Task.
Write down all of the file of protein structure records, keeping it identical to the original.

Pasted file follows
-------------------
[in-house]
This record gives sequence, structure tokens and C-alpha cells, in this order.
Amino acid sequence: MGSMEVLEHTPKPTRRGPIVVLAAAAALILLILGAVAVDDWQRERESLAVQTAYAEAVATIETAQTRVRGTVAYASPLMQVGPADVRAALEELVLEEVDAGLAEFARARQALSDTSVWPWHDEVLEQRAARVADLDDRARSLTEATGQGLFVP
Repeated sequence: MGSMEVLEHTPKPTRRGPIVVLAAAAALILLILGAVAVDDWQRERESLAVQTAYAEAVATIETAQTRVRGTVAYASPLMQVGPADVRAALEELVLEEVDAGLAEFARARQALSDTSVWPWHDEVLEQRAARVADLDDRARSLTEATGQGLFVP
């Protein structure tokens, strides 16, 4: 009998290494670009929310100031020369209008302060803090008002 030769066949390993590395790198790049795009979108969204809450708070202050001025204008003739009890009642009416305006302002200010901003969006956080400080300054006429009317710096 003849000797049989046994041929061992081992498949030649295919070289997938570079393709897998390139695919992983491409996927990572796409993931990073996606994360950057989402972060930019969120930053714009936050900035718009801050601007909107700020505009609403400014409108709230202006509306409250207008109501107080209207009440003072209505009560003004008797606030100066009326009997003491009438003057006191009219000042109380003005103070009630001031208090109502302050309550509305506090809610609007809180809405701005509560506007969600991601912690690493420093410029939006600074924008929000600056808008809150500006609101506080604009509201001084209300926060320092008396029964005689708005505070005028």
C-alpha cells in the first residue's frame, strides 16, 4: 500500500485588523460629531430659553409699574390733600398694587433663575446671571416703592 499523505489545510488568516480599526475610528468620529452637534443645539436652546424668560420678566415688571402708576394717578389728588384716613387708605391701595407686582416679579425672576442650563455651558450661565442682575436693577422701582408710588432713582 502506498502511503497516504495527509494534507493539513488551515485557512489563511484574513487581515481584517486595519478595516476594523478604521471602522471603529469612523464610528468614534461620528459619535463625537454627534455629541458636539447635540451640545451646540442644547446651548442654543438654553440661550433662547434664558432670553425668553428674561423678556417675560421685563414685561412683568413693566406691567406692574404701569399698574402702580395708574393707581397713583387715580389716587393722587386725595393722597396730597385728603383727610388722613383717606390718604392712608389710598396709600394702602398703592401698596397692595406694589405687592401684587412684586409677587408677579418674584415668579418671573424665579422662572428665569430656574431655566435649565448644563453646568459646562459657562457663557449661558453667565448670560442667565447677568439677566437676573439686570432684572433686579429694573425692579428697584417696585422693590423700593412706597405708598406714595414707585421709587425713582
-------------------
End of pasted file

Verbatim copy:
[in-house]
This record gives sequence, structure tokens and C-alpha cells, in this order.
Amino acid sequence: MGSMEVLEHTPKPTRRGPIVVLAAAAALILLILGAVAVDDWQRERESLAVQTAYAEAVATIETAQTRVRGTVAYASPLMQVGPADVRAALEELVLEEVDAGLAEFARARQALSDTSVWPWHDEVLEQRAARVADLDDRARSLTEATGQGLFVP
Repeated sequence: MGSMEVLEHTPKPTRRGPIVVLAAAAALILLILGAVAVDDWQRERESLAVQTAYAEAVATIETAQTRVRGTVAYASPLMQVGPADVRAALEELVLEEVDAGLAEFARARQALSDTSVWPWHDEVLEQRAARVADLDDRARSLTEATGQGLFVP
């Protein structure tokens, strides 16, 4: 009998290494670009929310100031020369209008302060803090008002 030769066949390993590395790198790049795009979108969204809450708070202050001025204008003739009890009642009416305006302002200010901003969006956080400080300054006429009317710096 003849000797049989046994041929061992081992498949030649295919070289997938570079393709897998390139695919992983491409996927990572796409993931990073996606994360950057989402972060930019969120930053714009936050900035718009801050601007909107700020505009609403400014409108709230202006509306409250207008109501107080209207009440003072209505009560003004008797606030100066009326009997003491009438003057006191009219000042109380003005103070009630001031208090109502302050309550509305506090809610609007809180809405701005509560506007969600991601912690690493420093410029939006600074924008929000600056808008809150500006609101506080604009509201001084209300926060320092008396029964005689708005505070005028």
C-alpha cells in the first residue's frame, strides 16, 4: 500500500485588523460629531430659553409699574390733600398694587433663575446671571416703592 499523505489545510488568516480599526475610528468620529452637534443645539436652546424668560420678566415688571402708576394717578389728588384716613387708605391701595407686582416679579425672576442650563455651558450661565442682575436693577422701582408710588432713582 502506498502511503497516504495527509494534507493539513488551515485557512489563511484574513487581515481584517486595519478595516476594523478604521471602522471603529469612523464610528468614534461620528459619535463625537454627534455629541458636539447635540451640545451646540442644547446651548442654543438654553440661550433662547434664558432670553425668553428674561423678556417675560421685563414685561412683568413693566406691567406692574404701569399698574402702580395708574393707581397713583387715580389716587393722587386725595393722597396730597385728603383727610388722613383717606390718604392712608389710598396709600394702602398703592401698596397692595406694589405687592401684587412684586409677587408677579418674584415668579418671573424665579422662572428665569430656574431655566435649565448644563453646568459646562459657562457663557449661558453667565448670560442667565447677568439677566437676573439686570432684572433686579429694573425692579428697584417696585422693590423700593412706597405708598406714595414707585421709587425713582